There are some things you need in order to work along with this course. In this video, learn if you have the software you need.
- Continuing on, let's make sure that you have a version of Outlook that I'm going to actually be covering in this course, because there are three different products with Outlook in their names, and four different ways you can install Outlook. The first is simply called Outlook. It's a desktop product that you can purchase alone, but more frequently you are going to purchase as part of a package like Microsoft Office. There are desktop versions of Outlook for different platforms: Outlook for the Mac, Outlook for Windows. This course focuses specifically on the Windows version of Outlook, although some of the features I cover in this course are also available on Outlook for the Mac. You may have acquired Outlook as part of an Office 365 subscription that allows you to install the Office products on your computer, and you might therefore think, oh I'm using Outlook 365, but not really. What Office 365 allows you to install is the current desktop version of Outlook. So when you install Outlook on your computer, whether it's part of an Office 365 subscription or not, you are installing a desktop version of Outlook. And here's what that looks like, it's an application like Excel or Word that has a ribbon at the top. And I want you to remember in a moment that I have an email here from Karen E. that has the subject of Heat Wave. Another possibility is that you're actually using a browser-based product like Outlook on the web, which used to be called Outlook Web App, and which some people for that reason still call OWA. Outlook on the web runs in a browser and it's also part of Office 365. It's a peer for those other Office online apps, Excel Online, PowerPoint Online, Word Online. And if we take a look at Outlook on the web, it looks like this. So here's this same email from Karen E. about the heat wave. And that's because this is the same inbox, it has all of the same messages. But I don't have all the same tools. For example, no ribbon at the top. This product, Outlook on the web, has fewer features because it runs in a browser instead of on your desktop with a large operating system. Outlook on the web looks like more Outlook on the desktop with every update. So some of what you'll learn in this course would be relevant to Outlook on the web. But if this is where you get your email every single day, the Outlook on the web Essential Training course would be much more relevant for you. And there's one more possibility. It's possible if you're in a browser that you are using Outlook.com, which looks amazingly like Outlook on the web, and the reason is, it's the same email client. But the messages here in my inbox are different messages, they're messages from PayPal and messages about billing. These are my personal email messages. Outlook.com is a free Microsoft email program, it's a competitor for Gmail, for example, and Yahoo mail and other kinds of web-based mail. If you want free email for your personal email, Outlook.com is a great choice. But it's not what this course is about. Most of the features that I'm going to show you in this course will not be available for Outlook.com or Outlook on the web. You'll learn a few things you can still use, but when it comes to more advanced features for applications, they're just not available in a browser yet. And that's why people and companies pay good money to purchase the desktop version of Outlook where we'll spend the rest of our time in this course.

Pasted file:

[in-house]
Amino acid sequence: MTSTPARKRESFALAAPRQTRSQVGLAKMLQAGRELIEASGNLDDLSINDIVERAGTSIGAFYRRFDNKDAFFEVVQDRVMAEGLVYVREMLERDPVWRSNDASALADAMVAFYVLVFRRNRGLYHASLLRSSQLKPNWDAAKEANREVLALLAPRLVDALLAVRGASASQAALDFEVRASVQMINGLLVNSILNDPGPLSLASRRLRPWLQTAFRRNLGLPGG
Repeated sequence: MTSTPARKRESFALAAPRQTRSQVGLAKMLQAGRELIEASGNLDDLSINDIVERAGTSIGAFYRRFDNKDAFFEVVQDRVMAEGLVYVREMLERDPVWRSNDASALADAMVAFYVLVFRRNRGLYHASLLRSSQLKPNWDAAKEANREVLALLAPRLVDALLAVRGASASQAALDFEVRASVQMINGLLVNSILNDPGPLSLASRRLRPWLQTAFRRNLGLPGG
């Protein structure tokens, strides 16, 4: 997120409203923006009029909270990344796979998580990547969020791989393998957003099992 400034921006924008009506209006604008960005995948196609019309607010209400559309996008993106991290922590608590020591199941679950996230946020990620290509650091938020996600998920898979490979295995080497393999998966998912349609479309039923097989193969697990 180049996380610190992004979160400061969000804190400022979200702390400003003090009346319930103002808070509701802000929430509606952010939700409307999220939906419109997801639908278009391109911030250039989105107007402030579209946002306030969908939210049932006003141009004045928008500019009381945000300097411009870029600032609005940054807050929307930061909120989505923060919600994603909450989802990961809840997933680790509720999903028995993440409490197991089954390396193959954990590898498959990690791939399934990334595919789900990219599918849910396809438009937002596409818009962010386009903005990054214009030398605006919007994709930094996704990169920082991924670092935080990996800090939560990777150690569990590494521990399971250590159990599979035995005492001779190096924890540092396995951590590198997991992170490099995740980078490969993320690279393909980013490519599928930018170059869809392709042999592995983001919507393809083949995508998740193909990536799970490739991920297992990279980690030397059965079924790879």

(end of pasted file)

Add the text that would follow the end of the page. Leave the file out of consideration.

- Customizing and using categories
- Email management
- Adding a column to a view
- Sorting and filtering in a view
- Conditional formatting
- Using custom search folders
- Customizing and using categories
- Setting AutoArchive options
- Creating custom Quick Steps
- Creating rules from scratch or from messages